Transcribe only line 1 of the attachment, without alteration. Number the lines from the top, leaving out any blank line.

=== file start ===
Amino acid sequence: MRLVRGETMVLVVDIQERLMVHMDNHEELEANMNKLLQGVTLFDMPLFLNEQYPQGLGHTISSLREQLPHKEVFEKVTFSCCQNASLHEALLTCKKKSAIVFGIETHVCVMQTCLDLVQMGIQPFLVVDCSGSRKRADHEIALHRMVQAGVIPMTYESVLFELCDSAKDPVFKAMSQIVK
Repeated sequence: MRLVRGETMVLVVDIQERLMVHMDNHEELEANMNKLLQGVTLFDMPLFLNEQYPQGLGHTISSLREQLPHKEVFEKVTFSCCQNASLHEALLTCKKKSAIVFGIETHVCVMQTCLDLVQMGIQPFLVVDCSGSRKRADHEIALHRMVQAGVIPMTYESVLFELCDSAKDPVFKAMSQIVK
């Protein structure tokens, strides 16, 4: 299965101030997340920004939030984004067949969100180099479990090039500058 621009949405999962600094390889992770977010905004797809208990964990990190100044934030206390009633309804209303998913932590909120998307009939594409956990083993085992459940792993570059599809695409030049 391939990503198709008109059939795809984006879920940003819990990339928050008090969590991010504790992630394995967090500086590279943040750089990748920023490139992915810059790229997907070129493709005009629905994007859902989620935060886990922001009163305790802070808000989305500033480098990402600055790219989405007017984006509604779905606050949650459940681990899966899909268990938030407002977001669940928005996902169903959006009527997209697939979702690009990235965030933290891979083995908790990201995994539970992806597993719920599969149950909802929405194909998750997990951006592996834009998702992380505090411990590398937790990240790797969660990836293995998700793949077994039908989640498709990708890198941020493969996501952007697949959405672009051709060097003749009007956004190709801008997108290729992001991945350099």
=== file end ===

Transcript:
Amino acid sequence: MRLVRGETMVLVVDIQERLMVHMDNHEELEANMNKLLQGVTLFDMPLFLNEQYPQGLGHTISSLREQLPHKEVFEKVTFSCCQNASLHEALLTCKKKSAIVFGIETHVCVMQTCLDLVQMGIQPFLVVDCSGSRKRADHEIALHRMVQAGVIPMTYESVLFELCDSAKDPVFKAMSQIVK